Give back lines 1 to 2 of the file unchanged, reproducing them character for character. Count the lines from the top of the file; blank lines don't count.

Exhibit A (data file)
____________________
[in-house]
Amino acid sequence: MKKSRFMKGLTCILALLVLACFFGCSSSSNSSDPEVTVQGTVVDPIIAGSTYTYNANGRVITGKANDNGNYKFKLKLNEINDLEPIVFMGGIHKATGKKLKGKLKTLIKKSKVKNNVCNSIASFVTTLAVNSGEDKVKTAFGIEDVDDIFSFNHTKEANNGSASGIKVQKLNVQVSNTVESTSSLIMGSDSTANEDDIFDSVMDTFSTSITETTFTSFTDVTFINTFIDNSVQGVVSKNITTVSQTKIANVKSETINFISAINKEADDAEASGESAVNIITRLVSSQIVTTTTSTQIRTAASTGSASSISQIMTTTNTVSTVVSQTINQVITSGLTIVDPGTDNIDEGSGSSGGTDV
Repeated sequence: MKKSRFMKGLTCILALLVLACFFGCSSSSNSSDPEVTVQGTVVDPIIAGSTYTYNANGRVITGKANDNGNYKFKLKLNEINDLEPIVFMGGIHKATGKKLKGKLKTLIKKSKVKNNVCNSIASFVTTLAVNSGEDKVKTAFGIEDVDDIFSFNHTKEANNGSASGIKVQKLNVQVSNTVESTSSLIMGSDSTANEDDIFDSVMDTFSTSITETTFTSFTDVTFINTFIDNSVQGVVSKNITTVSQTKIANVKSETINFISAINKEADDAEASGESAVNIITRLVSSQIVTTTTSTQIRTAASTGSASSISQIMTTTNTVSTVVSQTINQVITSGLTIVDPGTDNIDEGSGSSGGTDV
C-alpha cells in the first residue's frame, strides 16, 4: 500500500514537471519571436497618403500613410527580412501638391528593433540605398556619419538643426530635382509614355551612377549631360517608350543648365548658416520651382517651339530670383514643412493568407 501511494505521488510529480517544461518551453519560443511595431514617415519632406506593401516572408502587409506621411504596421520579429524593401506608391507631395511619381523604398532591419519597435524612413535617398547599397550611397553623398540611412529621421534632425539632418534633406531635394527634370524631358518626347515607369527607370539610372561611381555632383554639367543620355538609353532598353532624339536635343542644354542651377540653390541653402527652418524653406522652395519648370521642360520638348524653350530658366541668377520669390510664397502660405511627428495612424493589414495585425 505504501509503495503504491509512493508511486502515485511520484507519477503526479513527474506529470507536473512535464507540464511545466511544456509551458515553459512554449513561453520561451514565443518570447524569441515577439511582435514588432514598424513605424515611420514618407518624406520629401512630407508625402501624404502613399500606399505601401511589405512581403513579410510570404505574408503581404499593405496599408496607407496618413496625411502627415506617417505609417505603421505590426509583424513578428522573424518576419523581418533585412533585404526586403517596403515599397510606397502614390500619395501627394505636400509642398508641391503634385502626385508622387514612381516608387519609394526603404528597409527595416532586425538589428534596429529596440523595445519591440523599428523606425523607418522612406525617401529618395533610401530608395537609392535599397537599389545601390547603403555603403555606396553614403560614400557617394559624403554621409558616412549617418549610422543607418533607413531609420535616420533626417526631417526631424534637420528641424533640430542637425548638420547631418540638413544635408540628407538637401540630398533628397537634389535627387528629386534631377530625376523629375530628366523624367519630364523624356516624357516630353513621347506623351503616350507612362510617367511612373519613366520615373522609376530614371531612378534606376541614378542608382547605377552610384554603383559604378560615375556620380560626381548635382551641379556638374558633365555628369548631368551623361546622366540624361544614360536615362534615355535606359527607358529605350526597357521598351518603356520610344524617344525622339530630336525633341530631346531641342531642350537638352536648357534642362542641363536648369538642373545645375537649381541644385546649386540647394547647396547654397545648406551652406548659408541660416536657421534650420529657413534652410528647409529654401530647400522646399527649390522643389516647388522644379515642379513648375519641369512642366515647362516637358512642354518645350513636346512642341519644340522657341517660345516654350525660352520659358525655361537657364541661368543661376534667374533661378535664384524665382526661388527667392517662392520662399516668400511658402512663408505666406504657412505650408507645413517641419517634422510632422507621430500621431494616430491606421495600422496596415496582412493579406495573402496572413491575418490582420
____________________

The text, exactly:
[in-house]
Amino acid sequence: MKKSRFMKGLTCILALLVLACFFGCSSSSNSSDPEVTVQGTVVDPIIAGSTYTYNANGRVITGKANDNGNYKFKLKLNEINDLEPIVFMGGIHKATGKKLKGKLKTLIKKSKVKNNVCNSIASFVTTLAVNSGEDKVKTAFGIEDVDDIFSFNHTKEANNGSASGIKVQKLNVQVSNTVESTSSLIMGSDSTANEDDIFDSVMDTFSTSITETTFTSFTDVTFINTFIDNSVQGVVSKNITTVSQTKIANVKSETINFISAINKEADDAEASGESAVNIITRLVSSQIVTTTTSTQIRTAASTGSASSISQIMTTTNTVSTVVSQTINQVITSGLTIVDPGTDNIDEGSGSSGGTDV